The captain of the guard appointed Joseph to be with them, and he attended them. Genesis 40:4
Joseph ministered to others at the hardest time of his life. He served even when he suffered. The Bible mentions two of the people he served while in prison, the cupbearer and the baker.
“Pharaoh was angry with his two officers, the chief cupbearer and the chief baker” (40:2). These two men were trusted servants of the king, which was no small honor. They were men of rank, trusted to oversee other staff who would have served under them.
“He put them in custody in the house of the captain of the guard, in the prison where Joseph was confined” (40:3). Joseph was in prison because of a great injustice, but these men were there for cause. They had committed an offense, while Joseph was innocent.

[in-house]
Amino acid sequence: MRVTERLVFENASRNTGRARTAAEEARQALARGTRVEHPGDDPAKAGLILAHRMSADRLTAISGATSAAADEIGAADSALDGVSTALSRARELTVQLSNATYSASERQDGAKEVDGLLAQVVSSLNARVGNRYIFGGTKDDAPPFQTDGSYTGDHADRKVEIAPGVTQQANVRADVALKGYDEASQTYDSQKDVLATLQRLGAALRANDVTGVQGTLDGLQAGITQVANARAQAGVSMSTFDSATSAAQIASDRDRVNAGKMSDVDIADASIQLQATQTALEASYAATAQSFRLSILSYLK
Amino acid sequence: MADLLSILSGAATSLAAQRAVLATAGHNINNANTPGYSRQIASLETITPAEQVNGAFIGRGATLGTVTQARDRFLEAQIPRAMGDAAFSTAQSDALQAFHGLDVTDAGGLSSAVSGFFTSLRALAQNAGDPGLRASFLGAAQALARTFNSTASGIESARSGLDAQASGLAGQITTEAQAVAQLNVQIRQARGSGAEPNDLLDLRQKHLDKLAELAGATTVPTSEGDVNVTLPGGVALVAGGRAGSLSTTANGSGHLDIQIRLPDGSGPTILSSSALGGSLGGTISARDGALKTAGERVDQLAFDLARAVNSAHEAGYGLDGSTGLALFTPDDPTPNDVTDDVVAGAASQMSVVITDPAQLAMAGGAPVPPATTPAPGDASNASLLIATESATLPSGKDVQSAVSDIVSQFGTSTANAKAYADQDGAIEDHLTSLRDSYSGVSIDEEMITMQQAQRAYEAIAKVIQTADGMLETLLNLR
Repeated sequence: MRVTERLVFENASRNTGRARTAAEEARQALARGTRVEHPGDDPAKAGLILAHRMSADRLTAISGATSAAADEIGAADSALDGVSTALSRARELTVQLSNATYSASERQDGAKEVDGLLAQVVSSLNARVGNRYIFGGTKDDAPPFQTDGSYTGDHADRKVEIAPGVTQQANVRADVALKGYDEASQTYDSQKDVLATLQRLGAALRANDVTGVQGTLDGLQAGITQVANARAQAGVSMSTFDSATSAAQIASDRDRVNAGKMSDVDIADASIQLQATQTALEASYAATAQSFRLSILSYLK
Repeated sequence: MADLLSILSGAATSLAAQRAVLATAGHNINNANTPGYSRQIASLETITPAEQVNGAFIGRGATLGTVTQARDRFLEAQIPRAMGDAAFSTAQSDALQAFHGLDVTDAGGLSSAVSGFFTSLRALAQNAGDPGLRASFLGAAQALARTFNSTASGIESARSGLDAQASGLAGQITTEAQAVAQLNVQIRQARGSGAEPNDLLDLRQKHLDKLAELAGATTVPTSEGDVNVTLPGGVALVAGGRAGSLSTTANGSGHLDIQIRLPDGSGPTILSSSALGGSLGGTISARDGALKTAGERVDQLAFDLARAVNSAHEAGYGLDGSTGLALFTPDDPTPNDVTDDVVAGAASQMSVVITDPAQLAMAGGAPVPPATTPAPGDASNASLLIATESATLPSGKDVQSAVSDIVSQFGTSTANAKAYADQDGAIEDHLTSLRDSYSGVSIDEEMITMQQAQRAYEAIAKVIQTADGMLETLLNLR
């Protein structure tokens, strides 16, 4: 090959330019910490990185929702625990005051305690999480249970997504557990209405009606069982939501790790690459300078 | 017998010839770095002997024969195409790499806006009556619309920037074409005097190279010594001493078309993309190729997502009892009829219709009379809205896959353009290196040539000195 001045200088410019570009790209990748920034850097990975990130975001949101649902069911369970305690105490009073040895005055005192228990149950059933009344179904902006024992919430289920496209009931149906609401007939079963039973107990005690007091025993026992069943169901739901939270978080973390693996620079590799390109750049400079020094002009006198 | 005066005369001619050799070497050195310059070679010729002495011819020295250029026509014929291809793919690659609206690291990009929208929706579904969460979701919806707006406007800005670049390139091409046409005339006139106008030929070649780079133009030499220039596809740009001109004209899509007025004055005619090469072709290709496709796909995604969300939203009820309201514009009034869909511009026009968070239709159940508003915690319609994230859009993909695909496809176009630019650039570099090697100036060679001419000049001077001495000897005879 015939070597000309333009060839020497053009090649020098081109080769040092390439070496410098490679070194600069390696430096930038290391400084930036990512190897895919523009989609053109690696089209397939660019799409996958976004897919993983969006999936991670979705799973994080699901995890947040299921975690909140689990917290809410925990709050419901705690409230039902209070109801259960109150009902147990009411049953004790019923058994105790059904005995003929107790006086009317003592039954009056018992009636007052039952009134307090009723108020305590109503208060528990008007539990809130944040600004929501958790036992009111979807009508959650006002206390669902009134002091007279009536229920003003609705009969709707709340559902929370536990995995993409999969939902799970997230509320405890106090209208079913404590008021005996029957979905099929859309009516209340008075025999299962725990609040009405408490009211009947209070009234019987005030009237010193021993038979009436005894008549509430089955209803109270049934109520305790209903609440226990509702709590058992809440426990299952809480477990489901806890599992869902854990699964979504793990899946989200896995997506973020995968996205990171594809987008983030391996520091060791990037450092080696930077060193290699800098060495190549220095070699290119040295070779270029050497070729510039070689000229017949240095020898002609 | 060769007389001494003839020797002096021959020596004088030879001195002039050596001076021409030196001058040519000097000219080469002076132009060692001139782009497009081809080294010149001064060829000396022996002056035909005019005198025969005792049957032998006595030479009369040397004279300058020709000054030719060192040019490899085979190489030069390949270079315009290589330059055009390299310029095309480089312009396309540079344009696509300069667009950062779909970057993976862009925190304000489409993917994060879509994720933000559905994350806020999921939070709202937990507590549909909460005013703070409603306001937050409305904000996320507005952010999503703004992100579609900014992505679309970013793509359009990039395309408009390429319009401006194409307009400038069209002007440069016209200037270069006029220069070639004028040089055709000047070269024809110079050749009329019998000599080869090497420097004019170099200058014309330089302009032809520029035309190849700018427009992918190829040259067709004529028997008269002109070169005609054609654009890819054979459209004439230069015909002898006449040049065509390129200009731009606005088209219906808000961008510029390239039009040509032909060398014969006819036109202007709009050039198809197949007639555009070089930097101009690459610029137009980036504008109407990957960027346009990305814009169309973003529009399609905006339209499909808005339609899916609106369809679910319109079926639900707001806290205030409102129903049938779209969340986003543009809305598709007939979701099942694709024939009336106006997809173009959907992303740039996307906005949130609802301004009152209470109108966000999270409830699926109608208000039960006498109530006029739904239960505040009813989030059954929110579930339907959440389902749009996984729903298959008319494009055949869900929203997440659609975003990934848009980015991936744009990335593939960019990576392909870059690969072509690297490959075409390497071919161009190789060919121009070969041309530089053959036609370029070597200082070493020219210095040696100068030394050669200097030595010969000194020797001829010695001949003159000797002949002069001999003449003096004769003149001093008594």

We are not told what their offense was, but we are told that it was against the king of Egypt. The king had trusted these men. He had given them positions of responsibility and they had betrayed the king’s trust. They had acted against the king they had been called to serve, and now Pharaoh was angry. Nothing provokes anger like trust betrayed.
These men were put in prison, where they found themselves in the company of Joseph. This leads to the heart of the story.
“One night they both dreamed—the cupbearer and the baker of the king of Egypt, who were confined in the prison—each his own dream, and each dream with its own interpretation” (40:5). God had something to say to these men through their dreams, and He arranged to put them in the same prison as Joseph, who noticed they were troubled. Had his eyes been on his own suffering, he would not have been able to see theirs.
Are you allowing your suffering to keep you from serving others?